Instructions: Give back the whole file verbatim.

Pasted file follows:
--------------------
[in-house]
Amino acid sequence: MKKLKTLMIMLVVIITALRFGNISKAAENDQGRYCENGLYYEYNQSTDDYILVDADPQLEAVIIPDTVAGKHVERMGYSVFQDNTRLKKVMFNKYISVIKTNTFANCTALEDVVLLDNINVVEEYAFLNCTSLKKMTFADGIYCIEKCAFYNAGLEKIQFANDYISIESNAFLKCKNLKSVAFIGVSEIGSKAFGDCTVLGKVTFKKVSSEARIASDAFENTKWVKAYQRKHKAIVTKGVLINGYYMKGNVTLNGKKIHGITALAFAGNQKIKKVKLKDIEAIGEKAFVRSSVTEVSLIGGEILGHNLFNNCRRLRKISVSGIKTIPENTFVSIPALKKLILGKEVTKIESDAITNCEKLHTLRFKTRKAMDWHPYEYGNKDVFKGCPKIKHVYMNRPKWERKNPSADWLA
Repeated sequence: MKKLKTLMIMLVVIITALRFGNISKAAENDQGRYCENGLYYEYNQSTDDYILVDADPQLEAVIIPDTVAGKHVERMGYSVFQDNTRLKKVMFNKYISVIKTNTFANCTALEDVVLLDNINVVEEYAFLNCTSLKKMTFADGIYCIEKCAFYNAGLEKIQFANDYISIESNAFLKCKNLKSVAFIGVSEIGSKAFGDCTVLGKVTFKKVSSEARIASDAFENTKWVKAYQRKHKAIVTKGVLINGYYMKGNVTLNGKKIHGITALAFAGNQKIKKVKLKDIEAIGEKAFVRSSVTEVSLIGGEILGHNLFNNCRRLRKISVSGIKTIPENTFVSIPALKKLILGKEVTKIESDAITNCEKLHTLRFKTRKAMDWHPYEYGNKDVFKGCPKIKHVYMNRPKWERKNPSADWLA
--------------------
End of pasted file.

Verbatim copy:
[in-house]
Amino acid sequence: MKKLKTLMIMLVVIITALRFGNISKAAENDQGRYCENGLYYEYNQSTDDYILVDADPQLEAVIIPDTVAGKHVERMGYSVFQDNTRLKKVMFNKYISVIKTNTFANCTALEDVVLLDNINVVEEYAFLNCTSLKKMTFADGIYCIEKCAFYNAGLEKIQFANDYISIESNAFLKCKNLKSVAFIGVSEIGSKAFGDCTVLGKVTFKKVSSEARIASDAFENTKWVKAYQRKHKAIVTKGVLINGYYMKGNVTLNGKKIHGITALAFAGNQKIKKVKLKDIEAIGEKAFVRSSVTEVSLIGGEILGHNLFNNCRRLRKISVSGIKTIPENTFVSIPALKKLILGKEVTKIESDAITNCEKLHTLRFKTRKAMDWHPYEYGNKDVFKGCPKIKHVYMNRPKWERKNPSADWLA
Repeated sequence: MKKLKTLMIMLVVIITALRFGNISKAAENDQGRYCENGLYYEYNQSTDDYILVDADPQLEAVIIPDTVAGKHVERMGYSVFQDNTRLKKVMFNKYISVIKTNTFANCTALEDVVLLDNINVVEEYAFLNCTSLKKMTFADGIYCIEKCAFYNAGLEKIQFANDYISIESNAFLKCKNLKSVAFIGVSEIGSKAFGDCTVLGKVTFKKVSSEARIASDAFENTKWVKAYQRKHKAIVTKGVLINGYYMKGNVTLNGKKIHGITALAFAGNQKIKKVKLKDIEAIGEKAFVRSSVTEVSLIGGEILGHNLFNNCRRLRKISVSGIKTIPENTFVSIPALKKLILGKEVTKIESDAITNCEKLHTLRFKTRKAMDWHPYEYGNKDVFKGCPKIKHVYMNRPKWERKNPSADWLA